The American Veterinary Medical Association (AVMA) is asking for veterinarians to make their own decisions on which medications to prescribe for their pets.
The association’s new list of best veterinary drugs, based on the research done by a pet-friendly research group, will help veterinarians and pet owners decide which drugs work best for their dogs.
Pet owners can also get advice on which pet drugs are safe for their furry friends, and how to safely feed them when they’re sick.
The association has put out a new website called pet-doctor.com for pet owners, to help vet practitioners determine which drugs are best for each pet.
“Our goal is to empower pet owners to make the best choices they can on their pets,” said Dr. David M. Stuckey, president and chief executive of the AVMA.
According to the AVM, pet owners are more likely to use more expensive veterinary drugs for pets if they don’t trust their own health, since the FDA has deemed most drugs to be safe for dogs.
For example, in 2012, the FDA determined that most pet-based vaccines are safe.
Pet owners are also more likely if they are on prescription medications, which can have side effects.
The AVMA said prescription medication is the third most popular veterinary drug among pet owners.
But it said there are some drugs that can be used safely and effectively for pets that are only used in specific cases.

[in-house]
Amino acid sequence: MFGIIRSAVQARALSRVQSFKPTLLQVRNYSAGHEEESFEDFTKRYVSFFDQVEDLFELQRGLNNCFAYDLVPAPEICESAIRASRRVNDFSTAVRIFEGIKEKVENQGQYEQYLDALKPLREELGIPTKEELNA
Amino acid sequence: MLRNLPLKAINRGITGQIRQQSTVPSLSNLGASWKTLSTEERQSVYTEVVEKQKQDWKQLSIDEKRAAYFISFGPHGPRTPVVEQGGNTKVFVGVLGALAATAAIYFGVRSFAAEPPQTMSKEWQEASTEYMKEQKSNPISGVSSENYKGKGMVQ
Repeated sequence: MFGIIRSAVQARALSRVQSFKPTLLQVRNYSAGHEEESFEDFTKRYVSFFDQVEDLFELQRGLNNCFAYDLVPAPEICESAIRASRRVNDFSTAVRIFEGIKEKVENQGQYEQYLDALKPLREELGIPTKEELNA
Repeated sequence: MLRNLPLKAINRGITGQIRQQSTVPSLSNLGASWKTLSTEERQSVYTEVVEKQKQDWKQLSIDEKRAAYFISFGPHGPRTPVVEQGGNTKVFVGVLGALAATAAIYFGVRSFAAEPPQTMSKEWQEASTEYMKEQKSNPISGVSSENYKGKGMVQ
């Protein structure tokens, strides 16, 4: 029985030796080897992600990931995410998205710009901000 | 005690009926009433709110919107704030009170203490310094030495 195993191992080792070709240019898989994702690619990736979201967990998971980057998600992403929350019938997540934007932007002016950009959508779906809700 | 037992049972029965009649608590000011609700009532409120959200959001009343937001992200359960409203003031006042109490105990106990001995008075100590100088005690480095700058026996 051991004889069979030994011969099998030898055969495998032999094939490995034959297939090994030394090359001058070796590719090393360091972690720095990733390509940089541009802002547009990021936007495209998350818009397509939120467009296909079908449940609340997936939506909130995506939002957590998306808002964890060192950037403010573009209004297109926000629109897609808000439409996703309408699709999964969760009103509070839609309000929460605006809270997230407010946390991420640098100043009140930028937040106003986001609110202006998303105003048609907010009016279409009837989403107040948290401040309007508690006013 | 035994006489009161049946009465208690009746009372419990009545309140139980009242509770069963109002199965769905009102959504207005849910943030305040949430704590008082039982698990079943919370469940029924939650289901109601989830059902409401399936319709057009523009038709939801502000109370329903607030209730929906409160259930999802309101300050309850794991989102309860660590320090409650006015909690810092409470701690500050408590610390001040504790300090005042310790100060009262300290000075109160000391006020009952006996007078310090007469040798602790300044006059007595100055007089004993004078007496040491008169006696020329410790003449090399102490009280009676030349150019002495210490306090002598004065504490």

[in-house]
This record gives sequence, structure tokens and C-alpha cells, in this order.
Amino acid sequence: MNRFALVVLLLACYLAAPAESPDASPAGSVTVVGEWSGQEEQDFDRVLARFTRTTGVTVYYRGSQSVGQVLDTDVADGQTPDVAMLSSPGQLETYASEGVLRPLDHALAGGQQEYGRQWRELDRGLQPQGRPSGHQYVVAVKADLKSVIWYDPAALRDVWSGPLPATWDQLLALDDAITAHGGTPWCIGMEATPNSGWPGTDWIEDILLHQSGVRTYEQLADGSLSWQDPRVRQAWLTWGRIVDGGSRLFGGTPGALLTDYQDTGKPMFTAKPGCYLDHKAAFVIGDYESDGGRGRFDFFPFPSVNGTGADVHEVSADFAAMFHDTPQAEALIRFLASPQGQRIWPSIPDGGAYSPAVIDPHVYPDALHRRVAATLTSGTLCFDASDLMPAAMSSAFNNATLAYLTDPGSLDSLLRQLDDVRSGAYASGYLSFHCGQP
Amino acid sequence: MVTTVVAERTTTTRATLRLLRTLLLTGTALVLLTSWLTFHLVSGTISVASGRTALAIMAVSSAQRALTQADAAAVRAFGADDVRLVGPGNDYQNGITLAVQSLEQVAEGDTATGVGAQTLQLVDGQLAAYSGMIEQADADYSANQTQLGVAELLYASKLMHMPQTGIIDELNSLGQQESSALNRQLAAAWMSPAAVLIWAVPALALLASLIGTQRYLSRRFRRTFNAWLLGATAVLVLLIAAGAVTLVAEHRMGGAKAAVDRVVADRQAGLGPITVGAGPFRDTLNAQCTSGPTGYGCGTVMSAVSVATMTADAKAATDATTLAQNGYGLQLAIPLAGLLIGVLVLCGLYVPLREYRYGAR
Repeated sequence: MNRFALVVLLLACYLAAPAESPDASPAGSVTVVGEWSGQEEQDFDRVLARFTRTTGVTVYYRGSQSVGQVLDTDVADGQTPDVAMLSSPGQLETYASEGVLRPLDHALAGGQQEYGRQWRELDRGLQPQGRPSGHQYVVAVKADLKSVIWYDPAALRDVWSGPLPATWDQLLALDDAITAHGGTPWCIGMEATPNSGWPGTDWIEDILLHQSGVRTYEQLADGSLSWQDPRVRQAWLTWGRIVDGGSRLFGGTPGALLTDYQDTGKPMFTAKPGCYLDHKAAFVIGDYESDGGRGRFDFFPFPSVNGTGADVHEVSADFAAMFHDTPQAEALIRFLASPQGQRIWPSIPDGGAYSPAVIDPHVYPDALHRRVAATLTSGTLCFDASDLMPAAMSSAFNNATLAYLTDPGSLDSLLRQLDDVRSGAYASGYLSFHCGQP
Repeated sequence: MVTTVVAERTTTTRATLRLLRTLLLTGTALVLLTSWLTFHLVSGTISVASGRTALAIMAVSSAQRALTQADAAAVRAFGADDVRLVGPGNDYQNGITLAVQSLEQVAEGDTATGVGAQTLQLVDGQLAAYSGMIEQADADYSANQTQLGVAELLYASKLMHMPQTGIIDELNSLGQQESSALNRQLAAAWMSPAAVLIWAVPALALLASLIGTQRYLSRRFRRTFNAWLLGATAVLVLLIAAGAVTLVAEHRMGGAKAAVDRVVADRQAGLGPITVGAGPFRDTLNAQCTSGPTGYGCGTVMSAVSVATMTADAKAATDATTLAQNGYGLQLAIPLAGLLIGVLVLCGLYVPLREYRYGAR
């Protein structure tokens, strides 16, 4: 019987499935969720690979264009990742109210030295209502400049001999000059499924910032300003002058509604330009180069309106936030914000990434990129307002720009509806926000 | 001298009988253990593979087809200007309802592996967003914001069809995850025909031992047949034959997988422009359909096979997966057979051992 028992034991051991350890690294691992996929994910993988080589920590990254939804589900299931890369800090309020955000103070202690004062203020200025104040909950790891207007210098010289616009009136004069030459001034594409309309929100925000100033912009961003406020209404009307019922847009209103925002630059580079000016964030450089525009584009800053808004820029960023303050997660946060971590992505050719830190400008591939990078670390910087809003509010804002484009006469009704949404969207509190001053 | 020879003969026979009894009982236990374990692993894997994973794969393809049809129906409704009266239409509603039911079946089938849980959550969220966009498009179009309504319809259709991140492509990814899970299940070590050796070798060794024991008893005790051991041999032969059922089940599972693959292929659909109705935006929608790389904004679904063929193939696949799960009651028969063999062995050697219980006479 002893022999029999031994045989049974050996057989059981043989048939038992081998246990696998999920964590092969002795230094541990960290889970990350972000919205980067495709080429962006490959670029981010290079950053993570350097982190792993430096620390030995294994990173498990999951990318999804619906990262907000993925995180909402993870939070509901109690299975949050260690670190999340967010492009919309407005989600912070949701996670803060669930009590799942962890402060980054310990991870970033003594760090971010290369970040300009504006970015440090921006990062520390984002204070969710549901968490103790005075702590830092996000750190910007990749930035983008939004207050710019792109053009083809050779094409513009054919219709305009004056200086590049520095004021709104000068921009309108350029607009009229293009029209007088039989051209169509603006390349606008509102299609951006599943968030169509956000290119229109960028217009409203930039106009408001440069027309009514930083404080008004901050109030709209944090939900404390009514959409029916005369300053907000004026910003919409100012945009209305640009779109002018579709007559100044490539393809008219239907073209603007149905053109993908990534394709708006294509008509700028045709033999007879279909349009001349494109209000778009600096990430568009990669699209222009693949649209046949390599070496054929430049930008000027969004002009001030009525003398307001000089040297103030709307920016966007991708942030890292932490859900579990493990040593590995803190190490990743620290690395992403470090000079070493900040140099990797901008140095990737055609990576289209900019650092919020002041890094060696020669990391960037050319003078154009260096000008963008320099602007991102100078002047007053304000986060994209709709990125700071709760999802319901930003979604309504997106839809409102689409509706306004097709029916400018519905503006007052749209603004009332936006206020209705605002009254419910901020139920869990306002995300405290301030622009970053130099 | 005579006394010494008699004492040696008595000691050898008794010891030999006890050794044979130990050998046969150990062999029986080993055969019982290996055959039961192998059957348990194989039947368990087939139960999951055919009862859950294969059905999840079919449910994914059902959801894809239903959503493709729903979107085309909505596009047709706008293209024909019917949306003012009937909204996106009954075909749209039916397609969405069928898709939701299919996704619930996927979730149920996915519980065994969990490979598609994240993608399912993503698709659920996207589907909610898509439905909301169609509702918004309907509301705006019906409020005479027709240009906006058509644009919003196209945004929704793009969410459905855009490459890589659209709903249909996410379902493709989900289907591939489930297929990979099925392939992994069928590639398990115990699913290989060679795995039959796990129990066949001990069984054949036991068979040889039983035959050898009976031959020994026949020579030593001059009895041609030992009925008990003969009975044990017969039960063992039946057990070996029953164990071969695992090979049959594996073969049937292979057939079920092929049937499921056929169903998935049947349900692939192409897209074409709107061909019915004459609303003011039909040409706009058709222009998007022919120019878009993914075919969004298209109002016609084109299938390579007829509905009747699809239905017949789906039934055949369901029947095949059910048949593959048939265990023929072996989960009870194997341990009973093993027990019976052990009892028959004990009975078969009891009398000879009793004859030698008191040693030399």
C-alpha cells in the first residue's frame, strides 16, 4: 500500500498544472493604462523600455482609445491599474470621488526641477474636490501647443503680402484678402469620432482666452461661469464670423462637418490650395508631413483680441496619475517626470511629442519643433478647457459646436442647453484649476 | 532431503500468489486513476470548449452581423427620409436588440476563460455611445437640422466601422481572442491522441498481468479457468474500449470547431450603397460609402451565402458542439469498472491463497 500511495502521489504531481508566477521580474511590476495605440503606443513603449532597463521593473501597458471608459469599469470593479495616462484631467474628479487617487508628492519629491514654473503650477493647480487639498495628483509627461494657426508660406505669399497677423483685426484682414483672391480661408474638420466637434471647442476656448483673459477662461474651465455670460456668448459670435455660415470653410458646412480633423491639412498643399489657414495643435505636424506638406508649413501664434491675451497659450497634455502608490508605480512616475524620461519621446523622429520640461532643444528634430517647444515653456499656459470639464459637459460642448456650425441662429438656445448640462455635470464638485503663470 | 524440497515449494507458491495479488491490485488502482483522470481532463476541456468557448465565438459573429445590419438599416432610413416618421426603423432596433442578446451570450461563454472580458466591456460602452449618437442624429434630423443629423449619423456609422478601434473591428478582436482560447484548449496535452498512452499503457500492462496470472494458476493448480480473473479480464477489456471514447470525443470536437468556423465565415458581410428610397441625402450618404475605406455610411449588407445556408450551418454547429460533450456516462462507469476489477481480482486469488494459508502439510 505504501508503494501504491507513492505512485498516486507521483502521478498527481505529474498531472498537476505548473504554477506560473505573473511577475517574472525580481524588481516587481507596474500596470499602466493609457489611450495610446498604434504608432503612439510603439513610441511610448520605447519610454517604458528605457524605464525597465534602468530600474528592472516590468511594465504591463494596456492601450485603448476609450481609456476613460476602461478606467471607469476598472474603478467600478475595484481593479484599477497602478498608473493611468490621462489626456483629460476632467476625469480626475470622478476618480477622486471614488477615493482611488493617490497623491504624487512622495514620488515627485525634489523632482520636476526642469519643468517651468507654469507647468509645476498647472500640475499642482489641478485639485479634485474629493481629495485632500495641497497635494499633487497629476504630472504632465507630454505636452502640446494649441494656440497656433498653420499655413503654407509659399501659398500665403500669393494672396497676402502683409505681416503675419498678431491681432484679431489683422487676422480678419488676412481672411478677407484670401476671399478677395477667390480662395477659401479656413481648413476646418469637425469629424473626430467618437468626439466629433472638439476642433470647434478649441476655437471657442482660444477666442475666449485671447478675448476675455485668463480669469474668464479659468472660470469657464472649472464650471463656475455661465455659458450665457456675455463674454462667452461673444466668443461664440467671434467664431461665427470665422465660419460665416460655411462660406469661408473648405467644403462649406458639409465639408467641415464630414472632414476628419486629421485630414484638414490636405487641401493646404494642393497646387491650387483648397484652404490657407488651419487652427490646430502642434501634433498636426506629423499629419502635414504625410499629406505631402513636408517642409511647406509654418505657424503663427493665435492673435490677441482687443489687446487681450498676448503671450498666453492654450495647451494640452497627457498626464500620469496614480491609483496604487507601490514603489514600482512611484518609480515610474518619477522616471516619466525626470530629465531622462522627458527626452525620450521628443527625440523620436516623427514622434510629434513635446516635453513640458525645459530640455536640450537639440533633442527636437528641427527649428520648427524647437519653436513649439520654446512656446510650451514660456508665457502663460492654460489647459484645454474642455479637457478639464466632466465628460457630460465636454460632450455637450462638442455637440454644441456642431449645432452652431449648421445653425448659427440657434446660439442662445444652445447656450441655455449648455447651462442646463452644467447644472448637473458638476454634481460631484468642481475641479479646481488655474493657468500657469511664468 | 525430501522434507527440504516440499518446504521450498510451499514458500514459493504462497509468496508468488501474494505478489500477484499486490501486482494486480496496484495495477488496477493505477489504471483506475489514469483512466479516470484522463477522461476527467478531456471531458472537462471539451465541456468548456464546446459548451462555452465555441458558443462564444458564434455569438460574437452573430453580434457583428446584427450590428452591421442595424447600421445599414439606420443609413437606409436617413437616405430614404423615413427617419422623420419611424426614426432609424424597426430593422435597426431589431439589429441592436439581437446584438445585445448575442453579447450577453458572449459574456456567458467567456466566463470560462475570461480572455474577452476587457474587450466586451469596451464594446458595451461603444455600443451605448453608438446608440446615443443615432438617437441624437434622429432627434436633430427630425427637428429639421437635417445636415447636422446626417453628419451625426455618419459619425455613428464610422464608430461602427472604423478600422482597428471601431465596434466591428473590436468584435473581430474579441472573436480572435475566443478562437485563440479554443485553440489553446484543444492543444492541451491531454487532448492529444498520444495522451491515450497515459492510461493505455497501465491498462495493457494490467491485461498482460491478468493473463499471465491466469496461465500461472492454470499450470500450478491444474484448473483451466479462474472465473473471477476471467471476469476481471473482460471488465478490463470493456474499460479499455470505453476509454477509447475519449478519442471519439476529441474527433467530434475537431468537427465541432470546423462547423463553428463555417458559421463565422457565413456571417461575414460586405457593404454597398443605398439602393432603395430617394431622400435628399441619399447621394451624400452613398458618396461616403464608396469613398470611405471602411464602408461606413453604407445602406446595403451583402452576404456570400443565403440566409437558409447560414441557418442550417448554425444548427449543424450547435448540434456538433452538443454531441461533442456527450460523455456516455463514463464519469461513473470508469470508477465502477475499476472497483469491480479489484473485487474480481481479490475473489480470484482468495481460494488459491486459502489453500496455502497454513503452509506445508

For example, it said pet owners can use the following drugs safely for dogs with chronic cough:CorticosteroidsCortisone, the main form of corticosteroid, which helps relieve the symptoms of asthma and other allergies.
MethylprednisolonePrednisololone is a common type of prednisone used to treat chronic obstructive pulmonary disease, which is the main cause of asthma.
It’s also used to help manage chronic cough.
The AVMA also said it recommends that pet owners take their pets to the vet for a blood test, urine test, and an EKG, or electromyogram, to assess the pet’s health.
A few common pet-related side effects can include:Weakness in the chest, legs, and backThe ability to cough and sneeze easily, as well as an inability to breathe normallyThe ability of the pet to urinate easily, but with difficulty or not at allThe ability for the pet not to get enough air, or the pet breathing too quickly or shallowlyThe inability to urination after meals or water bowls, and the pet getting a lumpy or stinky odorThe inability of the animal to urinating and breathing normallyThe inability for the animal not to eat or drink after eating or drinkingFor a complete list of medications, go to the pet-disease.org website.